Your priority will often be “unhappy” paths that automated tests may not cover (sufficiently or at all) - “why would a user do that” kind of scenarios that heavily rely on creativity and domain knowledge.

As you explore:

  • Collect detailed evidence, applying the same “quantified, unambiguous” principles we mentioned for the NFR requirements;
  • Focus on identifying defects rather than simply confirming function (critical thinking); 
  • Analyze not only what’s broken but also what’s missing;
  • Continuously modify the testing approach as new information emerges.


Feedback loop speed is one of the key advantages of exploratory testing, so reporting is not really a separate step - document and report any issues, insights, and observations immediately. Having a tool like Xray Exploratory App that easily allows creating evidence and defects without disrupting the session helps tremendously. 

For better analysis, you can apply the combination of labels, components, and custom fields in Jira to assist with defect categorization. Consistent report formats along with the production monitoring will allow you to track your NFR testing trends.

Next, we will talk about specific scenarios by NFR type sticking with our e-commerce charter (but they would be applicable to most software applications).


Checklists of scenarios


We start with usability because it is arguably the least automatable area. It involves many aspects defining user experience with the product - ergonomics, intuitiveness, accessibility, etc. One popular approach by Nielsen Norman Group breaks it down into five dimensions:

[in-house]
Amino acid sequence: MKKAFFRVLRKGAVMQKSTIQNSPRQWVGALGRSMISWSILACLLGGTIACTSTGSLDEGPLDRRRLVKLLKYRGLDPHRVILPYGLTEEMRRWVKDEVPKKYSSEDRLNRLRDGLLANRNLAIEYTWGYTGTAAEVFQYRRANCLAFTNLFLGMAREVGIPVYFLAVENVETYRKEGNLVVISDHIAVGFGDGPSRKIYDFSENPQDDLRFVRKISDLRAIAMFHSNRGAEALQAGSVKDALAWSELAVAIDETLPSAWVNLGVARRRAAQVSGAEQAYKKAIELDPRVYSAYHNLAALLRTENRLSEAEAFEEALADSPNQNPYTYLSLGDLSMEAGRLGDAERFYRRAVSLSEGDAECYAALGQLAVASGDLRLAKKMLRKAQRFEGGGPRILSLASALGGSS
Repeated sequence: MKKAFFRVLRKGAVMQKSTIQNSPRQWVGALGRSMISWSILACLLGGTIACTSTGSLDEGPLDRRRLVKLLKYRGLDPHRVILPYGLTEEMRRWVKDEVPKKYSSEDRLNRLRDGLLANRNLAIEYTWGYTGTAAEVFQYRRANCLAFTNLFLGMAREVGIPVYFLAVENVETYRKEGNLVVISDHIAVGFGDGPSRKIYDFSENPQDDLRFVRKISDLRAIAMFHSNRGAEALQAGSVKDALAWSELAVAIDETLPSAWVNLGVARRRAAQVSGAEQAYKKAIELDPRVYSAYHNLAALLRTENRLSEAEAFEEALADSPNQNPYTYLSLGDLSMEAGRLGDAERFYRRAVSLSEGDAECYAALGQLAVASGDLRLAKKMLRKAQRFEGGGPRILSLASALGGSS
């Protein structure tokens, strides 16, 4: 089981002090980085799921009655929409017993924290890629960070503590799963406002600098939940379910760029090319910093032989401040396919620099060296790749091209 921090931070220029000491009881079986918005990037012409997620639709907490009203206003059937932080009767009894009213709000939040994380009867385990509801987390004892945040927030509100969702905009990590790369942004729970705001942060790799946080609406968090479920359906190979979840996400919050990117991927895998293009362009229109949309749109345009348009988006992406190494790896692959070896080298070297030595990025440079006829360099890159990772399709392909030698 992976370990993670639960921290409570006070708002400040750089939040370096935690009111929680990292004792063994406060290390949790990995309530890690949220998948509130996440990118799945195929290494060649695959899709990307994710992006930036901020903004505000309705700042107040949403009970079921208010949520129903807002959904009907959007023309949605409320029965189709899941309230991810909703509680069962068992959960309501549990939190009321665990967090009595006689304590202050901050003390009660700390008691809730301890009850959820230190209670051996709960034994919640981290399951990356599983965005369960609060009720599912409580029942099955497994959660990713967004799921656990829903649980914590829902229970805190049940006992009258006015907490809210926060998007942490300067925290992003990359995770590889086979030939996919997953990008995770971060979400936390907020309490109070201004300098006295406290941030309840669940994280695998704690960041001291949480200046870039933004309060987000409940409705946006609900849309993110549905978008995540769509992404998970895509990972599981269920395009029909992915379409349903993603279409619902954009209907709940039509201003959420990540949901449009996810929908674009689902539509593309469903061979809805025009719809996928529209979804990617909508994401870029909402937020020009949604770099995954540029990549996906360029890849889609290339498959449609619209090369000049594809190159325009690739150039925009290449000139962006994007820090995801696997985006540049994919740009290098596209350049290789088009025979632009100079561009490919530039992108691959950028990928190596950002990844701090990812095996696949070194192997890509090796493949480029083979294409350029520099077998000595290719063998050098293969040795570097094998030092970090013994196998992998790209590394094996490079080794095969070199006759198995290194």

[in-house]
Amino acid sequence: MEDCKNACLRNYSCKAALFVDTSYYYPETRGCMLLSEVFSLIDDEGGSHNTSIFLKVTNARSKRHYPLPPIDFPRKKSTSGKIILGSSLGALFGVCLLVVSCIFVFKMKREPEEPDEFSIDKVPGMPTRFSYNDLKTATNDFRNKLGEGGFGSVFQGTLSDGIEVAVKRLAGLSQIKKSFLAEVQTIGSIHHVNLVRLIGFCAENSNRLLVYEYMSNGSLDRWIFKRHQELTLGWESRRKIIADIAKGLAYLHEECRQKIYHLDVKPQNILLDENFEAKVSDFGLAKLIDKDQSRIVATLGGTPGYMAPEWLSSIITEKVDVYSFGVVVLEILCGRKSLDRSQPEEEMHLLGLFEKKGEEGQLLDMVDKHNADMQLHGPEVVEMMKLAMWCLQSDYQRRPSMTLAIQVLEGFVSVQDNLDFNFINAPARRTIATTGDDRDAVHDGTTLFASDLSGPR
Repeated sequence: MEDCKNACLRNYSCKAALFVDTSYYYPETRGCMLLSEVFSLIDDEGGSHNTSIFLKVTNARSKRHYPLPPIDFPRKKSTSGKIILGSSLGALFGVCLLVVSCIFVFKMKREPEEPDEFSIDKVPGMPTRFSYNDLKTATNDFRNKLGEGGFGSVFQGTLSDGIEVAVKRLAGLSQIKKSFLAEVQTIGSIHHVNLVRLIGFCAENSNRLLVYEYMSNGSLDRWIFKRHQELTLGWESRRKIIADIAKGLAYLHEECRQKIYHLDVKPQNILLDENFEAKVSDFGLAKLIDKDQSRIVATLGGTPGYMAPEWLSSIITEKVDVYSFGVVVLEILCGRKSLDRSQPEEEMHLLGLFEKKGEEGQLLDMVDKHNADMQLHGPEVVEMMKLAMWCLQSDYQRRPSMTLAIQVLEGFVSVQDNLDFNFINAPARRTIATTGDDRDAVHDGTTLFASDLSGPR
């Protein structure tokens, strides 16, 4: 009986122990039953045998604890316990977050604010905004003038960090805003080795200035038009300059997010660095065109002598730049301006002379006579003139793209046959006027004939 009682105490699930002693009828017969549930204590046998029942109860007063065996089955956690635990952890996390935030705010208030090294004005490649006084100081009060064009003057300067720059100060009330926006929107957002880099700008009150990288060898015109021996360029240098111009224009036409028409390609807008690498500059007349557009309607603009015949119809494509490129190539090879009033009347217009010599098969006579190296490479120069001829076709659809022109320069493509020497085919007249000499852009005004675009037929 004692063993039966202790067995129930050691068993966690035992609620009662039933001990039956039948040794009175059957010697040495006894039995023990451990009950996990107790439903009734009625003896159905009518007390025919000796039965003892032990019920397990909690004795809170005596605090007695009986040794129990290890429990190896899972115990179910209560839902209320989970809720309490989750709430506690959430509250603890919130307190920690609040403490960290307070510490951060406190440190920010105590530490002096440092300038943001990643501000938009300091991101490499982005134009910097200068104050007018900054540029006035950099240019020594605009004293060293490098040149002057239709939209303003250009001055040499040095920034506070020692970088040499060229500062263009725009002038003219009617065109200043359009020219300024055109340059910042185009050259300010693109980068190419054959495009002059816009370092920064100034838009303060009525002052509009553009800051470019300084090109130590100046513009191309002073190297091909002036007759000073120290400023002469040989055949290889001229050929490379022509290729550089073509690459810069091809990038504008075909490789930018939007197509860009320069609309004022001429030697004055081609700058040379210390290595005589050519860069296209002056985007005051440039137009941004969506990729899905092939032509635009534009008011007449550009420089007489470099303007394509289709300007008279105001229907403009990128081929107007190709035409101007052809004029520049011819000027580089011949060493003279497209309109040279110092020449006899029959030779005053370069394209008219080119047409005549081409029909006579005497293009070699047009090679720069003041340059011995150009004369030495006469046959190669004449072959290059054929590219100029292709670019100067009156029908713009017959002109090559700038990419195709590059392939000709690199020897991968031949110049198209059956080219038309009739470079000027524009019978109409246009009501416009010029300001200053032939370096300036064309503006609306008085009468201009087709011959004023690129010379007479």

• Learnability: How easy is it for users to accomplish basic tasks the first time they encounter the design?
  • Efficiency: Once users have learned the design, how quickly can they perform tasks?
  • Memorability: When users return to the design after a period of not using it, how easily can they reestablish proficiency?
  • Errors: How many errors do users make, how severe are these errors, and how easily can they recover from the errors?
  • Satisfaction: How pleasant is it to use the design?

Sample scenarios - “How does an application handle …”:

  • non-standard resolution/zoom (within the boundaries discussed with the development team) when it comes to data truncation and formatting issues?
  • repeated authentication and password reset failures? What about recreating an account from scratch and checking redundancy?
  • out-of-sequence, back-and-forth user interactions?